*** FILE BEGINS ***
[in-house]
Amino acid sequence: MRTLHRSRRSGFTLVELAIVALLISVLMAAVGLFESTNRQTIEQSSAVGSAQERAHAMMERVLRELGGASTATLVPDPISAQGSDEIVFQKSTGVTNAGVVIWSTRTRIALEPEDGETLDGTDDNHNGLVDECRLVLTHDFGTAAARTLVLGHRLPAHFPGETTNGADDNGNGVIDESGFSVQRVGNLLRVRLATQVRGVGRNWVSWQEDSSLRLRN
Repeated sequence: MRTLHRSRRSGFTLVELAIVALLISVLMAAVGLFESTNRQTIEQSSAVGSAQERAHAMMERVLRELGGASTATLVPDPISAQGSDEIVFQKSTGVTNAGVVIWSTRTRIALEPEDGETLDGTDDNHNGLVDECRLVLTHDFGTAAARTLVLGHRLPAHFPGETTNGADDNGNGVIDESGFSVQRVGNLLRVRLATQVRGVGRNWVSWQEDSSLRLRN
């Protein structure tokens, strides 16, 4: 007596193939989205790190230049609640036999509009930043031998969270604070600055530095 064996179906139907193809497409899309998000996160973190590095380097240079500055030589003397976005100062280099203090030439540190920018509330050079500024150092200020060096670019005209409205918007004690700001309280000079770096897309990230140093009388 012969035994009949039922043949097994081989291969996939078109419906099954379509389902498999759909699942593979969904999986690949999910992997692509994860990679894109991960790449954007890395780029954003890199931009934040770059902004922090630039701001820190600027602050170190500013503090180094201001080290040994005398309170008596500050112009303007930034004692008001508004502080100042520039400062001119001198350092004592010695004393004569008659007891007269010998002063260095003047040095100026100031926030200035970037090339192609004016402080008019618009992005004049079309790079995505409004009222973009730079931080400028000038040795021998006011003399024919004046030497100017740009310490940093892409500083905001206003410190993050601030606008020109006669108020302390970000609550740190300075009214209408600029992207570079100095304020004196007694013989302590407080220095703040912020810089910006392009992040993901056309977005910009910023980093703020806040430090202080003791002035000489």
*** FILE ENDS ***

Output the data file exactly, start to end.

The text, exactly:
[in-house]
Amino acid sequence: MRTLHRSRRSGFTLVELAIVALLISVLMAAVGLFESTNRQTIEQSSAVGSAQERAHAMMERVLRELGGASTATLVPDPISAQGSDEIVFQKSTGVTNAGVVIWSTRTRIALEPEDGETLDGTDDNHNGLVDECRLVLTHDFGTAAARTLVLGHRLPAHFPGETTNGADDNGNGVIDESGFSVQRVGNLLRVRLATQVRGVGRNWVSWQEDSSLRLRN
Repeated sequence: MRTLHRSRRSGFTLVELAIVALLISVLMAAVGLFESTNRQTIEQSSAVGSAQERAHAMMERVLRELGGASTATLVPDPISAQGSDEIVFQKSTGVTNAGVVIWSTRTRIALEPEDGETLDGTDDNHNGLVDECRLVLTHDFGTAAARTLVLGHRLPAHFPGETTNGADDNGNGVIDESGFSVQRVGNLLRVRLATQVRGVGRNWVSWQEDSSLRLRN
């Protein structure tokens, strides 16, 4: 007596193939989205790190230049609640036999509009930043031998969270604070600055530095 064996179906139907193809497409899309998000996160973190590095380097240079500055030589003397976005100062280099203090030439540190920018509330050079500024150092200020060096670019005209409205918007004690700001309280000079770096897309990230140093009388 012969035994009949039922043949097994081989291969996939078109419906099954379509389902498999759909699942593979969904999986690949999910992997692509994860990679894109991960790449954007890395780029954003890199931009934040770059902004922090630039701001820190600027602050170190500013503090180094201001080290040994005398309170008596500050112009303007930034004692008001508004502080100042520039400062001119001198350092004592010695004393004569008659007891007269010998002063260095003047040095100026100031926030200035970037090339192609004016402080008019618009992005004049079309790079995505409004009222973009730079931080400028000038040795021998006011003399024919004046030497100017740009310490940093892409500083905001206003410190993050601030606008020109006669108020302390970000609550740190300075009214209408600029992207570079100095304020004196007694013989302590407080220095703040912020810089910006392009992040993901056309977005910009910023980093703020806040430090202080003791002035000489």